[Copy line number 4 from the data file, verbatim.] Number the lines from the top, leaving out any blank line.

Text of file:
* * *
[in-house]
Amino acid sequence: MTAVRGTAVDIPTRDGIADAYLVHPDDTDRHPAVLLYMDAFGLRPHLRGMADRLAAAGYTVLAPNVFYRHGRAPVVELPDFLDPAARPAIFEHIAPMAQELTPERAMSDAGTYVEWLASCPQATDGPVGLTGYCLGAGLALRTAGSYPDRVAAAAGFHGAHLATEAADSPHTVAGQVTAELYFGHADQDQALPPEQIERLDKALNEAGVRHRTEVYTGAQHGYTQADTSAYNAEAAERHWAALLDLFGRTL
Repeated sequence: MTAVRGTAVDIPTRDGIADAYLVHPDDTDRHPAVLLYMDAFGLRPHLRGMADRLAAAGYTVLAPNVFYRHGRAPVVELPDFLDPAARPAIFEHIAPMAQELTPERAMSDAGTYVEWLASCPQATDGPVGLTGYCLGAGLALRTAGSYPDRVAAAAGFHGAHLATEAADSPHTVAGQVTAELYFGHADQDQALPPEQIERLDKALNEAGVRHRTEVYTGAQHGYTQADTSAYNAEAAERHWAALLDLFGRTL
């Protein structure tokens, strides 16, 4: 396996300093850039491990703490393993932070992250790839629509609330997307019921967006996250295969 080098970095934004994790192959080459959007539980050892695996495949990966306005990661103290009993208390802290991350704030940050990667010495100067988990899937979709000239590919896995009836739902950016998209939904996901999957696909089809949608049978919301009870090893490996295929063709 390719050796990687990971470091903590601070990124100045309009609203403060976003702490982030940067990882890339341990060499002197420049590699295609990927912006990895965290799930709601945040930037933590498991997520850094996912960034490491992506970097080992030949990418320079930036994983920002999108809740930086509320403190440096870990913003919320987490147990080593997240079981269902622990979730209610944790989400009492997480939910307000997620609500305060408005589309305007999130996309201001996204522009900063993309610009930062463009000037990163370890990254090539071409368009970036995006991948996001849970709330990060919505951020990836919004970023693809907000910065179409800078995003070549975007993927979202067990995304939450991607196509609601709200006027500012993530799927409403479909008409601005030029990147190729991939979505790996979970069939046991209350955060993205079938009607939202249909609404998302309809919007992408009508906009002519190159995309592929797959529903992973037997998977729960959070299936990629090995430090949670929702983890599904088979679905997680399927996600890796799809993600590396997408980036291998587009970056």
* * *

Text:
């Protein structure tokens, strides 16, 4: 396996300093850039491990703490393993932070992250790839629509609330997307019921967006996250295969 080098970095934004994790192959080459959007539980050892695996495949990966306005990661103290009993208390802290991350704030940050990667010495100067988990899937979709000239590919896995009836739902950016998209939904996901999957696909089809949608049978919301009870090893490996295929063709 390719050796990687990971470091903590601070990124100045309009609203403060976003702490982030940067990882890339341990060499002197420049590699295609990927912006990895965290799930709601945040930037933590498991997520850094996912960034490491992506970097080992030949990418320079930036994983920002999108809740930086509320403190440096870990913003919320987490147990080593997240079981269902622990979730209610944790989400009492997480939910307000997620609500305060408005589309305007999130996309201001996204522009900063993309610009930062463009000037990163370890990254090539071409368009970036995006991948996001849970709330990060919505951020990836919004970023693809907000910065179409800078995003070549975007993927979202067990995304939450991607196509609601709200006027500012993530799927409403479909008409601005030029990147190729991939979505790996979970069939046991209350955060993205079938009607939202249909609404998302309809919007992408009508906009002519190159995309592929797959529903992973037997998977729960959070299936990629090995430090949670929702983890599904088979679905997680399927996600890796799809993600590396997408980036291998587009970056």